As an Investor, How Important are Profits?

FinanceTrading / Investing

  • Author Rabind Elias
  • Published September 16, 2011
  • Word count 682

Traditionally, investors looked forward to their dividend checks as a reward for having invested in their preferred companies.

Today, the dividend returns are quite dismal. And capital growth substitutes for that. However the question beckons "How important are Profits"?

a. Can we measure a company’s success by the way it reports its profits and by their magnitude?

b. Can we rely on the company providing us continuous profits each year?

c. Can we say that because a company has reported profits for over 10 years we can assume it’s a safe company to invest in?

For each of the questions asked, the answer is NO.

Warren Buffet of Berkshire Hathaway stated in this year's letter to shareholders, "never trust the financial statements of companies, and don't just focus on profit figures....research and focus on broader financial figures", as reported by The Daily Telegraph March 7, 2011, Vol.1, No 2274.

You must first ask, what is profit? Profit is only derived after taking into account "allowable expenses" as determined by the country’s taxation system in order to purely determine taxable income, ie Profits.

The main aim of the game is to ascertain what portion of the company’s effort is to be given to the Tax Dept for the liberty of doing business in that country/state.

For question a; can we measure a company’s success by the way it reports its profits? Just by analyzing the paragraphs above I think you may have some idea that its not totally correct or a reliable indicator.

It would be difficult to assess a company’s success if we are merely to rely on profits, since now we know how profits come about.

In reality, when you look at profits, all you should see is a manipulation of figures to give a residual figure that the tax man is looking for or an amount the company is willing to set aside towards the payment of taxes.

A situation did occur in the recent banking crisis where the profits stopped and its follow through effects to all industries in all corners of the world. And this should also answer question b.

An Investment Analysis researched many years ago, showed that most banks were in financial distress, despite reporting profits each year.

The success and or viability of the company rests elsewhere, in most parts.

To be really "profitable" or viable, you need to have, adequate systems in place, assets in the right place doing the right things, investments producing proper results...these are a few of the main drivers of the business.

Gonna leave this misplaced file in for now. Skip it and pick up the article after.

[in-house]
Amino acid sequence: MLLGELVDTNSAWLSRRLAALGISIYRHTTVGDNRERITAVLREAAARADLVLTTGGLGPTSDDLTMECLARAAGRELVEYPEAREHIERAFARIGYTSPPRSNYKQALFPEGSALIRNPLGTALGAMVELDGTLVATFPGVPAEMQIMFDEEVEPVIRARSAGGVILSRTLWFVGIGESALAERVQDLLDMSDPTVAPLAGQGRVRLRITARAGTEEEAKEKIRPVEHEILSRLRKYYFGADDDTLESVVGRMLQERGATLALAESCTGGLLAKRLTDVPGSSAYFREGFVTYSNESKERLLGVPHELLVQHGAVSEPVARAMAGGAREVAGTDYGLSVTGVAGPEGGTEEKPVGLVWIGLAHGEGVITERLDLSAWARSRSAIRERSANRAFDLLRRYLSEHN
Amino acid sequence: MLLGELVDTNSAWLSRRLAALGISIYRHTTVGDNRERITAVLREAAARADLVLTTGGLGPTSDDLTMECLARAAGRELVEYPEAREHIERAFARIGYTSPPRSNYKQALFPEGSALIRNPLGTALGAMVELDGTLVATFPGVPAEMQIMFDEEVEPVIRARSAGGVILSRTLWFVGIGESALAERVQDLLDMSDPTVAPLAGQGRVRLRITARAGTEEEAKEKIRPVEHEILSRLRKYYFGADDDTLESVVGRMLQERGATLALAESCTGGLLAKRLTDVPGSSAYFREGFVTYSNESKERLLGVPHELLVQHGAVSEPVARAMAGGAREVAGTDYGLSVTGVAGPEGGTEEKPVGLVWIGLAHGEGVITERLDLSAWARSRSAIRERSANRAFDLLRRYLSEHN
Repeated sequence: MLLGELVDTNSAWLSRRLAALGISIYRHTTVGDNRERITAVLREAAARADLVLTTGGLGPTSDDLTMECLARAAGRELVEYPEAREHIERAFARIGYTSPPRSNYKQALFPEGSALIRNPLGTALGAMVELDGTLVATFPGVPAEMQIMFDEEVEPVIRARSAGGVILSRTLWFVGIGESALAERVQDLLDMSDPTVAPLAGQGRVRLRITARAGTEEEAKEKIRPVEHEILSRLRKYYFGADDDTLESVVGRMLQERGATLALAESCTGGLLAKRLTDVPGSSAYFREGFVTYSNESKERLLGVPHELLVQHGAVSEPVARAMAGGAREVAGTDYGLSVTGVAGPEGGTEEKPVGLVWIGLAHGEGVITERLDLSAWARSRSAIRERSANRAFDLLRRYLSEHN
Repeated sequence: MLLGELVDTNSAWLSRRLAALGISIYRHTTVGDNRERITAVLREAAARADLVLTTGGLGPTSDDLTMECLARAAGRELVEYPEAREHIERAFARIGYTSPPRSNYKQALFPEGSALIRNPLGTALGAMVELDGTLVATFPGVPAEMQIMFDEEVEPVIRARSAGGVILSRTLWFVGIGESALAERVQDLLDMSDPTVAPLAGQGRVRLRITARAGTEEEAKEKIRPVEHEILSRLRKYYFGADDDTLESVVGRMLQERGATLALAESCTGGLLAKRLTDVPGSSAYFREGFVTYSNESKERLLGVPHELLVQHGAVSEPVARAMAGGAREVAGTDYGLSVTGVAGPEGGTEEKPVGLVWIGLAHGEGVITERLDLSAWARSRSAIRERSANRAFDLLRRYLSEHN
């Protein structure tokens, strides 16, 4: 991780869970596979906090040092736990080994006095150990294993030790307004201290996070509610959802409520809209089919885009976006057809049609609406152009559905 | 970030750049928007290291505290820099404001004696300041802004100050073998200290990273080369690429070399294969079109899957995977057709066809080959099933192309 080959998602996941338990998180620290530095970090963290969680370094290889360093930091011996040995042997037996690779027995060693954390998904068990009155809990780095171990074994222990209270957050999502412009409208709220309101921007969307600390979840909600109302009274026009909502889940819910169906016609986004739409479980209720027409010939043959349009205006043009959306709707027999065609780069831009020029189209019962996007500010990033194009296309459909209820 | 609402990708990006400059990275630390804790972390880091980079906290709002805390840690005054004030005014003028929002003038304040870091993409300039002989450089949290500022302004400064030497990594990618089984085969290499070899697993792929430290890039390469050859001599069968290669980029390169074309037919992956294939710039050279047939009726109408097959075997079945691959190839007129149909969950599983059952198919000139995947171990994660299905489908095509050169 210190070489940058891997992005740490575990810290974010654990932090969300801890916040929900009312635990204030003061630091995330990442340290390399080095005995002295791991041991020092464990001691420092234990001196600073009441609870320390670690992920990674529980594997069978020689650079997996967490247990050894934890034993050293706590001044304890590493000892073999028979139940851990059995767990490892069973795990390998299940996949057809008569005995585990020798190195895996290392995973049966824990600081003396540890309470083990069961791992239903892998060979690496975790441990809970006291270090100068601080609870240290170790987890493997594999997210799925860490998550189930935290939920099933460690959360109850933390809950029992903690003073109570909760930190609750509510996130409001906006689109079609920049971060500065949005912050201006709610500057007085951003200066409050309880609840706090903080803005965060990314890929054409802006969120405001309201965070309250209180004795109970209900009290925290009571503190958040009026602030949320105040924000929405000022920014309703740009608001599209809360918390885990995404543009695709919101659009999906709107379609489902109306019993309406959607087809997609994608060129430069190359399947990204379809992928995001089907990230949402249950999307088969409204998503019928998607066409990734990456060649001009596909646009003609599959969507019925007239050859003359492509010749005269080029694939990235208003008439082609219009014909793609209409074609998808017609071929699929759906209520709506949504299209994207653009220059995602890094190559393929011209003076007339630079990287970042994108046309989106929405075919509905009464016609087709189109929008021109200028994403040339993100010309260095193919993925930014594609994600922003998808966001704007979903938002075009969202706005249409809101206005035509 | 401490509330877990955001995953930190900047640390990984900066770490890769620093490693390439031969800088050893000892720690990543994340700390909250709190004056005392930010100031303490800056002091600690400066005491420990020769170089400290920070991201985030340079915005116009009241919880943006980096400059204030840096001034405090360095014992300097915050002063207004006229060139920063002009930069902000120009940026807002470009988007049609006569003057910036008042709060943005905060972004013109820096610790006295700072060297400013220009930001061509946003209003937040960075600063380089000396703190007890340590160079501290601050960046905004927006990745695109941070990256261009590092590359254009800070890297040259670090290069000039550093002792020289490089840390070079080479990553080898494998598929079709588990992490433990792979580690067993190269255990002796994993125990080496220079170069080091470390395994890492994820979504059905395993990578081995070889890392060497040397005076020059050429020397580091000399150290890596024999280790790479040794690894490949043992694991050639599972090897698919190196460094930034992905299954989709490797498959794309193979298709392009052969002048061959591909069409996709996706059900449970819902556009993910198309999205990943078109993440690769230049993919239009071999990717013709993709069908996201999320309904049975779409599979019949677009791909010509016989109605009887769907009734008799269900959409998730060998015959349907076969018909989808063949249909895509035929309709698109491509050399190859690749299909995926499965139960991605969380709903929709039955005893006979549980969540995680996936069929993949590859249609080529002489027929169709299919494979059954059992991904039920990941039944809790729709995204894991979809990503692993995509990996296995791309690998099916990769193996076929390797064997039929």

It is the nuts and bolts of the company that need to be addressed and analyzed.

For whatever change that may happen in the financial market, it is only the companies that have the base fundamentals together that will survive from any changes and/or to any external threat that is beyond their control.

Investment Analyst firms devote their time assessing companies in a manner that is more in tune with what inner management of companies do, so that investors can invest wisely.

The managers of companies are reluctant to impart this information due to competitive concerns.

Being profitable or reporting profits does not mean the company is a "safe" company even if its being doing that for over 10 years or even 100 years.

Sometimes the backers of the businesses have too much to lose than let a company go its own way.

History has shown us this even back to the days of the British Empire. (This should answer c. above).

As Investors we need to know whatever information a company does provide us, it is limited, and is also limited due to competitive conditions.

Analyzing other areas apart from base line profits, will show us more about the company’s prospects and its ability to withstand financial shocks and still continue to be viable.

As Investors, we need to know - Is it Safe? Is it Stable? Is it Viable? And not just Profitable.

Checking Investment Analysts Firms such as RP Maths Pty Ltd will provide a broader view of your Investments.

www.rpmaths.com or email rpmaths@bigpond.com.

Rabind Elias, Director of RP Maths Pty Ltd, is an investment analyst with post graduate qualifications in Accounting, from Australia,and with over 20 years of investment research.

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